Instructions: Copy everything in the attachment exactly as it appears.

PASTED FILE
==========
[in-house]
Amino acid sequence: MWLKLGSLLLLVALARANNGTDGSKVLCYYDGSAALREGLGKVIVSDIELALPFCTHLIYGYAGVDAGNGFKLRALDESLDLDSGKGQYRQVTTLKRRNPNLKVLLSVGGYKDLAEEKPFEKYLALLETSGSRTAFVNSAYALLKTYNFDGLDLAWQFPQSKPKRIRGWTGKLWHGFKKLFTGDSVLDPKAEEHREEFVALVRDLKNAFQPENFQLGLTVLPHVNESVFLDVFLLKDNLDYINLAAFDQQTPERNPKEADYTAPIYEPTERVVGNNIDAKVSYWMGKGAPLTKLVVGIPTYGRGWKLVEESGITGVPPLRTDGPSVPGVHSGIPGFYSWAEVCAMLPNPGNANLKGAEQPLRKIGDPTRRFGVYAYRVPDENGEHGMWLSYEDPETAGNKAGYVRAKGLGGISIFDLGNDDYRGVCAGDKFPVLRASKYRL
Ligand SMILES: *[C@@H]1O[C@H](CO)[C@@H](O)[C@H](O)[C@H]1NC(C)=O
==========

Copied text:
[in-house]
Amino acid sequence: MWLKLGSLLLLVALARANNGTDGSKVLCYYDGSAALREGLGKVIVSDIELALPFCTHLIYGYAGVDAGNGFKLRALDESLDLDSGKGQYRQVTTLKRRNPNLKVLLSVGGYKDLAEEKPFEKYLALLETSGSRTAFVNSAYALLKTYNFDGLDLAWQFPQSKPKRIRGWTGKLWHGFKKLFTGDSVLDPKAEEHREEFVALVRDLKNAFQPENFQLGLTVLPHVNESVFLDVFLLKDNLDYINLAAFDQQTPERNPKEADYTAPIYEPTERVVGNNIDAKVSYWMGKGAPLTKLVVGIPTYGRGWKLVEESGITGVPPLRTDGPSVPGVHSGIPGFYSWAEVCAMLPNPGNANLKGAEQPLRKIGDPTRRFGVYAYRVPDENGEHGMWLSYEDPETAGNKAGYVRAKGLGGISIFDLGNDDYRGVCAGDKFPVLRASKYRL
Ligand SMILES: *[C@@H]1O[C@H](CO)[C@@H](O)[C@H](O)[C@H]1NC(C)=O